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How To Have A Competitive Edge In Business Using Transfer Pricing?

Who should read this blog : (1) CEO’s and CFO’s of Medium and Small Enterprise (MSME)* – Local as well as global (2) Start-ups (3) Finance Professionals (4) Accountants and (5) Auditors (* MSME means any company with turnover ranging from INR 10 crores – INR 1,000 crores)

Through this blog, I would like to narrate a story to you. A story of black sheep of taxes – namely transfer pricing. The global companies do not like it; Multinationals which uses transfer prices as planning tool are often tagged as being tax aggressive or accused of tax avoidances. Over the past years, this topic has grown mammoth and no country in this world with ethical business practices could afford to ignore the subject. Most of the industry considers the field of transfer pricing to be highly technical in nature and some knowledge that is privileged to a few handfuls in the industry.

You would be surprised to know that the principles and the study of transfer pricing are not just mere compliance or planning a cross border transaction, but could be used in making your operational business finance decision. In today’s world, due to lack of appropriate tools at disposal, most of the business finance decisions are taken by gut feelings of the CEO’s and the management leaders (but without required data on hand). To elaborate the situation better, let me ask you some questions:

  1. Your business is making a 10% EBIDTA on sales. Do you think this is the right level for your profits? If yes, on what basis did you make a decision on its rightness? If no, what are you going to do about it and how are you going to find about the right levels of EBIDTA?
  2. Your current recovery period from your debtors is 90 days. Do you think you are blocking your funds in working capital? Are your sales appropriately priced to factor in the interest component on such receivables. Is this an industry norm? Do you have appropriate data with you to determine your relative and generally accepted debtor realisation period in the industry?
  3. Are your recruitment levels and costs at the right levels as compared to your competitors?

If you have answers to all the above questions, probably you do not need to read further, as you are taking your business finance decision wisely and you have a financial intelligence set in your organization to provide such information to you. However, if you think, that right answers to the above-mentioned questions could yield results to you and your business, you should probably turn your attention to the transfer pricing advisor.

Transfer Pricing advisors are accountants and economists specialising in the areas of taxation and finance, mainly working with the multinational corporation. These advisory firms work on Big Data for the purpose of designing, documenting and building in defence documentation for taxation of a multinational corporation.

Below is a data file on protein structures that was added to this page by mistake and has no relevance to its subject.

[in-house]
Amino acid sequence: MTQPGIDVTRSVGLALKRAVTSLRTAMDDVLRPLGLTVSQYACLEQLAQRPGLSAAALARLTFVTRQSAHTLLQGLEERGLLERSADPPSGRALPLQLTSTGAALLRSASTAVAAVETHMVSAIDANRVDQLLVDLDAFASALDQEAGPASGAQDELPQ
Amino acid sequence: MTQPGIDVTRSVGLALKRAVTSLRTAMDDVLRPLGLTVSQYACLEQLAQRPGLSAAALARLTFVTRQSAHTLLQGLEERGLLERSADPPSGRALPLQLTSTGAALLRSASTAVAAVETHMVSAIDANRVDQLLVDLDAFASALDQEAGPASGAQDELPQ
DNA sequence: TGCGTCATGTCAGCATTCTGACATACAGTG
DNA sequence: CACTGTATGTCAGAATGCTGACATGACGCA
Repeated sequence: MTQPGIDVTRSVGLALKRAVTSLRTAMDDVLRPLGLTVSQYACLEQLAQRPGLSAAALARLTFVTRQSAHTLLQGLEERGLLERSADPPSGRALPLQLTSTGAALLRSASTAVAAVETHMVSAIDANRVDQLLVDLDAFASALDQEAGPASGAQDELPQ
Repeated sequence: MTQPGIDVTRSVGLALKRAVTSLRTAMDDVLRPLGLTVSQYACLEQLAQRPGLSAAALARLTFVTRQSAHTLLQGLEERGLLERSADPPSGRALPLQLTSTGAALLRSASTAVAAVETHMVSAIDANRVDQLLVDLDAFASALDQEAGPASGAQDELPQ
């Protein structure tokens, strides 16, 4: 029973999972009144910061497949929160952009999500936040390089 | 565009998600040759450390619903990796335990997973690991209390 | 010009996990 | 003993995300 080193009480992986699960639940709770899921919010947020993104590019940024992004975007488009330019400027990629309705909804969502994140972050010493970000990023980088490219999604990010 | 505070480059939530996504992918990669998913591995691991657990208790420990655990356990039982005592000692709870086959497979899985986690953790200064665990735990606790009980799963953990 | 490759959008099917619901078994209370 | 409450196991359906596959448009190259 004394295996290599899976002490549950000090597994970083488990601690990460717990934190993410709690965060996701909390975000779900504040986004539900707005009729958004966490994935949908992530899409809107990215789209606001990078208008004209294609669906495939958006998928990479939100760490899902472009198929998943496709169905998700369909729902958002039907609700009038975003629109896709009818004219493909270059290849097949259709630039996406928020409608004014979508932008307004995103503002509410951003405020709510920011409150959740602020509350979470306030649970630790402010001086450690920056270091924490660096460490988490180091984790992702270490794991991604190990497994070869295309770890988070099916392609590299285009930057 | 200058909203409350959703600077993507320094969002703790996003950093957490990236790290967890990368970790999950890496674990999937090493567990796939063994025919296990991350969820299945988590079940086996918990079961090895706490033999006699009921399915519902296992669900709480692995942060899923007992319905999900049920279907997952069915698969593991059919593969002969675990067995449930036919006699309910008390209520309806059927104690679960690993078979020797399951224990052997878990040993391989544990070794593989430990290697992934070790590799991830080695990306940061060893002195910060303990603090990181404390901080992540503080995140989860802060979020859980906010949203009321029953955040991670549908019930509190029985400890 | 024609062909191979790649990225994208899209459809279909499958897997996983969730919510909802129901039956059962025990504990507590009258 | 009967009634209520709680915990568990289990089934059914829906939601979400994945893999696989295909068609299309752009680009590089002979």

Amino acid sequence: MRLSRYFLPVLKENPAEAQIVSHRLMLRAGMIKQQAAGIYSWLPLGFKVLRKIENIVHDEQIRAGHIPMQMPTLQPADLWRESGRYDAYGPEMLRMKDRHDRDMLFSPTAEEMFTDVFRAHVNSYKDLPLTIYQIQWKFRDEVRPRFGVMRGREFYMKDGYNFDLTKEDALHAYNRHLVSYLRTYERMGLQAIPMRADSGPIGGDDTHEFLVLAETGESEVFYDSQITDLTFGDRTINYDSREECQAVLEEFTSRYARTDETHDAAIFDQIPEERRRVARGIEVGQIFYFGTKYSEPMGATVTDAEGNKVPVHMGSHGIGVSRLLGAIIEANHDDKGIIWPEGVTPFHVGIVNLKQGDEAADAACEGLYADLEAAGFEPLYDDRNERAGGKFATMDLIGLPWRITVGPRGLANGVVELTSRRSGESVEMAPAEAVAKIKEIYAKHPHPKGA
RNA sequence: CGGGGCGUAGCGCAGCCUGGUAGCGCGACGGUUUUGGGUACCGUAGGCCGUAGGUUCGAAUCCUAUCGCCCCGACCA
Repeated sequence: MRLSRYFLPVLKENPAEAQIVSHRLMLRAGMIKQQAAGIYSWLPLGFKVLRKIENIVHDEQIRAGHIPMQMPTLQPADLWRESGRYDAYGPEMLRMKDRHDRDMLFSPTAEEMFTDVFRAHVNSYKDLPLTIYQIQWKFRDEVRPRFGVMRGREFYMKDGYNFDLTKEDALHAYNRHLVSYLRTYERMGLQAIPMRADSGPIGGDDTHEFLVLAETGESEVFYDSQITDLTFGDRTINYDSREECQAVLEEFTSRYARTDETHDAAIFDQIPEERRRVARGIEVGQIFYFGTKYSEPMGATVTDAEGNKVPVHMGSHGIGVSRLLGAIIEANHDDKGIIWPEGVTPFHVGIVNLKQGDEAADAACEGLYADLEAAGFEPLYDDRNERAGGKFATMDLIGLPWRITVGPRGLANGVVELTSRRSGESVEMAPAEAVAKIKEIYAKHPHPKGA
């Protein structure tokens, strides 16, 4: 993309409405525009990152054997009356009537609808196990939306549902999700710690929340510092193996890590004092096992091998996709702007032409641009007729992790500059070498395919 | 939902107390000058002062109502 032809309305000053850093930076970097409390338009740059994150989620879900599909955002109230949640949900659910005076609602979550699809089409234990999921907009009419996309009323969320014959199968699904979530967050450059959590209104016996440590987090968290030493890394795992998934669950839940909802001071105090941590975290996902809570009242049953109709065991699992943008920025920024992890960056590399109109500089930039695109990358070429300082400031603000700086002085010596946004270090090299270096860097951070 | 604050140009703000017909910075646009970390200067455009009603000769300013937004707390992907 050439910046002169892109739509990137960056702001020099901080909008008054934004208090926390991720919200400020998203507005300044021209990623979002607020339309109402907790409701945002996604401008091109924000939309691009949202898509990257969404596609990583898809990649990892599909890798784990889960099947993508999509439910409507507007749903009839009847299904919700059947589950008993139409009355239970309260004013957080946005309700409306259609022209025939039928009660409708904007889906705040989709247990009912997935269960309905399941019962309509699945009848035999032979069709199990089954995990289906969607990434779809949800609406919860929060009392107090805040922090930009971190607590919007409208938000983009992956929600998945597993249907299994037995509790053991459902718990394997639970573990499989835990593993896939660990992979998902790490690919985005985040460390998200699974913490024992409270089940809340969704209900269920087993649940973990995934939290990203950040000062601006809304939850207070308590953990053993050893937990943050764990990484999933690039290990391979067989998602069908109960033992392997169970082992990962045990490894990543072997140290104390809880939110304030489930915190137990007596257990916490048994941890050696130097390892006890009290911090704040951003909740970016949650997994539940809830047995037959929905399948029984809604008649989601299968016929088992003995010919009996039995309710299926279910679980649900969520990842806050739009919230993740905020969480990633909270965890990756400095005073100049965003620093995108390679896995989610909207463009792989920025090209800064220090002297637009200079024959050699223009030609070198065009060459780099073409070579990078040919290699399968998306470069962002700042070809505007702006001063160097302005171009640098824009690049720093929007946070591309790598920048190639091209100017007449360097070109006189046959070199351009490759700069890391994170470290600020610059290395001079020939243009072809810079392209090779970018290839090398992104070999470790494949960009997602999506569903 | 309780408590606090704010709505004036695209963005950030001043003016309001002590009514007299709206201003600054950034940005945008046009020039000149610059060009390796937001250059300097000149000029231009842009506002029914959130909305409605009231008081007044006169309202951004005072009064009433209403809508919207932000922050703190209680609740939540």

Such data, if well interpreted and laid down could act as a strong basis for you and your management to make an informed business decision which could yield you positive results. A transfer pricing competitive and comparable analysis could provide you with comparative data available from the public domain where you would be able to understand the depth about your industry and the trends over the years via an informed report to make informed decisions.

To sum it us, transfer pricing as law and study is not only a home game for the multinational corporations but the principles and especially the Data available for the analysis of transfer pricing could be used to build in financial intelligence in your organization and to seek active comparable data to make informed decisions.

Before, I close, the following are some of the examples where you could use the principles of transfer pricing in combination with financial analysis:

  1. Determination of right levels of managerial remuneration
  2. Determination of royalty rate and attached remuneration
  3. Achieving the right levels of profitability
  4. Analysing the working capital cycle in an industry
  5. Analysing the sales potential and trends over the year in your industry
  6. Setting of sales and growth targets in line with the industry movements
  7. Implementation of cost control measures through the knowledge of expenditure levels of its competitors
  8. What are the levels of or trends in marketing spend in your industry

Hope this article has been helpful to you and has given you a different perspective of transfer pricing and how could you use it for building in the business financial intelligence.

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